Ground displacement by earthquakes.
Ground displacement and fissure is also connected with severe earth quakes, but usually it is largely surface layer of unconsolidated materials which get displaced and not the deep rocks.
Land slides caused by earthquakes.
Land slides due to earthquakes are also common in mountainous regions, but uncommon in the plains where land uplift or Sinking down occurs and such cases are considered to be responsible for dunes of Thar Parker and Umer Kot districts. These dunes run in south-east-south direction parallel to each other.
Mud volcanoes caused by earth quakes.
Mud volcanoes occur, where there is fine grained soil material saturated with water. It turns into thick mobile like matter. The process is called liquefaction. It rises through fishers and erupts as mud volcanoes. The liquefied sediment can flow out from beneath tall buildings, which then tilt slowly many single storey houses will collapse, but exact damage along coastal areas is not known. The clay that erupts is already heated clean by warm volcanic action and turns light. It has a number of applications in construction and industry, but use of this material has not been made by construction industry in Pakistan, though it is available along Makran coast and possibly near Jati, where mud volcanoes occurred.
Earthquake related fires.
Fire is another occurrence caused by falling structures.
What causes earthquakes.
Earth’s outer shell, some sixty miles (100 kilometres) thick is cracked like an egg shell. It is fractured into many huge slabs (one dozen to one score or more), which because of their rigidity are called plates. These plates are not archored to earth, but drift about rubbing and chafing and some times cracking into one another, all in slow motion. This is what makes earthquakes. When plates move, continents move very often it happens that ocean floor and continents move together carried by single plate below them. Plate drift is usually called plate tectonics.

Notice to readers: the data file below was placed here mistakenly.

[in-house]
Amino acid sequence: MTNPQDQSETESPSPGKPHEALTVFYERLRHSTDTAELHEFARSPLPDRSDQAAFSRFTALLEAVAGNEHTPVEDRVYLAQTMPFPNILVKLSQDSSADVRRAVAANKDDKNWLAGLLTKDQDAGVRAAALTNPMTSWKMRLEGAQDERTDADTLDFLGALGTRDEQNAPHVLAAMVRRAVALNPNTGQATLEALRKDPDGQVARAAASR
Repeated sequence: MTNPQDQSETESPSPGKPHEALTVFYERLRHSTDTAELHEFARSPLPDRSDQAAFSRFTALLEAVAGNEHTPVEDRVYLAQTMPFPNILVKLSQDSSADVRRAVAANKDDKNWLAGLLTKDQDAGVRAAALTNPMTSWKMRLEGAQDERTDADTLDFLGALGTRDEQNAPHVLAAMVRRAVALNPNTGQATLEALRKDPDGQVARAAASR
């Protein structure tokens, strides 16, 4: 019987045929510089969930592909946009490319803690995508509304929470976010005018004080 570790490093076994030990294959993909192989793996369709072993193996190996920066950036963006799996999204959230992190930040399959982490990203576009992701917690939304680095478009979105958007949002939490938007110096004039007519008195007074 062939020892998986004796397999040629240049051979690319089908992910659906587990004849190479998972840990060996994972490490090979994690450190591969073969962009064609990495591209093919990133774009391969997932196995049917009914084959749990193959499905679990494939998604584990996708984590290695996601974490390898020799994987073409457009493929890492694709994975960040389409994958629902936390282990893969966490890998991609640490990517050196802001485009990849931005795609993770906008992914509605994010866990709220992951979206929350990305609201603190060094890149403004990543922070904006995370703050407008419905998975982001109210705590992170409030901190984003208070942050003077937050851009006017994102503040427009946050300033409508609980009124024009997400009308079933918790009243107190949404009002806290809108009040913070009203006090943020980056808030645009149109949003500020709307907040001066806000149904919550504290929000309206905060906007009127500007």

Historical earthquakes in coastal area of Sindh.
1819 AD, Earthquake in Rann of Kutch bordering Sindh.
It occurred on June 16, 1819, an eye witness account by the British officers, informing that 7,000 buildings were demolished, 1,150 person were buried alive in the ruins. A shallow stream about 7,000 feet (2133 metres) wide was formed and Rann which was previously disconnected with sea was filled with sea water spreading to large area. Sindri fort 15 feet high above water level, and a Talpur border check-post (now in India), was submerged nearly totally and custom officers on the fort wall were rescued by a British ship. Total displacement of Allah Bund was 30 feet uplift and 10 feet depression due to vertical slipping at the fault plains. The earthquake is reported to have disbursed normal drainage pattern of Rann of Kutch and river Indus and the Indus river branches to the sea changed their course as can be seen from coastal maps of 1817 and 1830 AD.
Due to 1819 earthquake Shah Bunder port was abandoned and two new creeks namely Kukaiwari and Kadewari came in to existence between 1819 and 1837.
1901 AD Earthquake.
The 1901 earthquake caused fissure in alluvium in Badin and Jati Talukas. Warm water and mud gayer erupted for about 12 hours. The gayer holes were 15-20 feet wide and 8-10 feet deep. Records about damage done to houses, roads etc., are not present in Sindh Government records now. Search for them can give useful information for future.
1956 AD Earthquake.
Another earthquake in Rann of Kutch took place on July 21, 1956 at a place called Anjar 80 miles south east of Allah Band and caused great damage to life and property.